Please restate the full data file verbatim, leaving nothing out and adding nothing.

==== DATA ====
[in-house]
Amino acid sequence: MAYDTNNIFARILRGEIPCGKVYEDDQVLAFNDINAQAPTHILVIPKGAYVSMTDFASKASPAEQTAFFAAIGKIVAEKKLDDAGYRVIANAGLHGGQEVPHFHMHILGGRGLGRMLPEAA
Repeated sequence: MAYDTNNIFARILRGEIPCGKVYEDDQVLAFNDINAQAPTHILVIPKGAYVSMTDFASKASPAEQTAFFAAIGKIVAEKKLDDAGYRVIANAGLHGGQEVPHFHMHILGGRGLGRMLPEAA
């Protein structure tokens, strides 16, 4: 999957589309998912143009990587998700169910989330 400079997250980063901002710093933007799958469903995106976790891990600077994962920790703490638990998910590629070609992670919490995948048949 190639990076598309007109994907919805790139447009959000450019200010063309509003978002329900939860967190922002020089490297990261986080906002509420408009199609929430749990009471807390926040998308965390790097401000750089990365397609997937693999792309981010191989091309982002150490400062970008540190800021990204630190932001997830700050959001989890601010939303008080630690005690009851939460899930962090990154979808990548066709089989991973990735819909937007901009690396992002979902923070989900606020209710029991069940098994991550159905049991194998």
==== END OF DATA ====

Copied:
[in-house]
Amino acid sequence: MAYDTNNIFARILRGEIPCGKVYEDDQVLAFNDINAQAPTHILVIPKGAYVSMTDFASKASPAEQTAFFAAIGKIVAEKKLDDAGYRVIANAGLHGGQEVPHFHMHILGGRGLGRMLPEAA
Repeated sequence: MAYDTNNIFARILRGEIPCGKVYEDDQVLAFNDINAQAPTHILVIPKGAYVSMTDFASKASPAEQTAFFAAIGKIVAEKKLDDAGYRVIANAGLHGGQEVPHFHMHILGGRGLGRMLPEAA
């Protein structure tokens, strides 16, 4: 999957589309998912143009990587998700169910989330 400079997250980063901002710093933007799958469903995106976790891990600077994962920790703490638990998910590629070609992670919490995948048949 190639990076598309007109994907919805790139447009959000450019200010063309509003978002329900939860967190922002020089490297990261986080906002509420408009199609929430749990009471807390926040998308965390790097401000750089990365397609997937693999792309981010191989091309982002150490400062970008540190800021990204630190932001997830700050959001989890601010939303008080630690005690009851939460899930962090990154979808990548066709089989991973990735819909937007901009690396992002979902923070989900606020209710029991069940098994991550159905049991194998």